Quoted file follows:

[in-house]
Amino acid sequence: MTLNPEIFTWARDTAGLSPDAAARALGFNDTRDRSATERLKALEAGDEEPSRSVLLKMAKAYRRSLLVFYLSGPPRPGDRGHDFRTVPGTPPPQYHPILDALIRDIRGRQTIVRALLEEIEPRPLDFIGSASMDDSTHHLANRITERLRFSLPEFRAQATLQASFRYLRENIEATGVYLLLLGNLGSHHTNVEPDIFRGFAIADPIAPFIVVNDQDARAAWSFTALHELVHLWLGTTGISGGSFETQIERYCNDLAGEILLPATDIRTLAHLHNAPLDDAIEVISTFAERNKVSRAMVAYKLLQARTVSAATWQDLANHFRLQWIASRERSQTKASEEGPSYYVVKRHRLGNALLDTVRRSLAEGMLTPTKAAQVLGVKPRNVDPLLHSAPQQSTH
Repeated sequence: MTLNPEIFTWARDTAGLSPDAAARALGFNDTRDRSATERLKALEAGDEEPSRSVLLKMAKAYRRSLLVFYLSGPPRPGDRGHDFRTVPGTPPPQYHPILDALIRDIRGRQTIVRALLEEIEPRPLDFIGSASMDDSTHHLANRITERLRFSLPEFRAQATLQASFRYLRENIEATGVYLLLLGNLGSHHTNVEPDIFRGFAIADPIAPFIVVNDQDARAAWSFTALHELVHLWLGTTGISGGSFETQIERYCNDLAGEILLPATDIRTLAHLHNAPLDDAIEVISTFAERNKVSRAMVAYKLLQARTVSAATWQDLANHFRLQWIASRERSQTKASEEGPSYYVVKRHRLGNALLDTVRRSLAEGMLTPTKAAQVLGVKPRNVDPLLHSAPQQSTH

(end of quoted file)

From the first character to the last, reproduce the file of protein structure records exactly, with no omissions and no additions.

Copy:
[in-house]
Amino acid sequence: MTLNPEIFTWARDTAGLSPDAAARALGFNDTRDRSATERLKALEAGDEEPSRSVLLKMAKAYRRSLLVFYLSGPPRPGDRGHDFRTVPGTPPPQYHPILDALIRDIRGRQTIVRALLEEIEPRPLDFIGSASMDDSTHHLANRITERLRFSLPEFRAQATLQASFRYLRENIEATGVYLLLLGNLGSHHTNVEPDIFRGFAIADPIAPFIVVNDQDARAAWSFTALHELVHLWLGTTGISGGSFETQIERYCNDLAGEILLPATDIRTLAHLHNAPLDDAIEVISTFAERNKVSRAMVAYKLLQARTVSAATWQDLANHFRLQWIASRERSQTKASEEGPSYYVVKRHRLGNALLDTVRRSLAEGMLTPTKAAQVLGVKPRNVDPLLHSAPQQSTH
Repeated sequence: MTLNPEIFTWARDTAGLSPDAAARALGFNDTRDRSATERLKALEAGDEEPSRSVLLKMAKAYRRSLLVFYLSGPPRPGDRGHDFRTVPGTPPPQYHPILDALIRDIRGRQTIVRALLEEIEPRPLDFIGSASMDDSTHHLANRITERLRFSLPEFRAQATLQASFRYLRENIEATGVYLLLLGNLGSHHTNVEPDIFRGFAIADPIAPFIVVNDQDARAAWSFTALHELVHLWLGTTGISGGSFETQIERYCNDLAGEILLPATDIRTLAHLHNAPLDDAIEVISTFAERNKVSRAMVAYKLLQARTVSAATWQDLANHFRLQWIASRERSQTKASEEGPSYYVVKRHRLGNALLDTVRRSLAEGMLTPTKAAQVLGVKPRNVDPLLHSAPQQSTH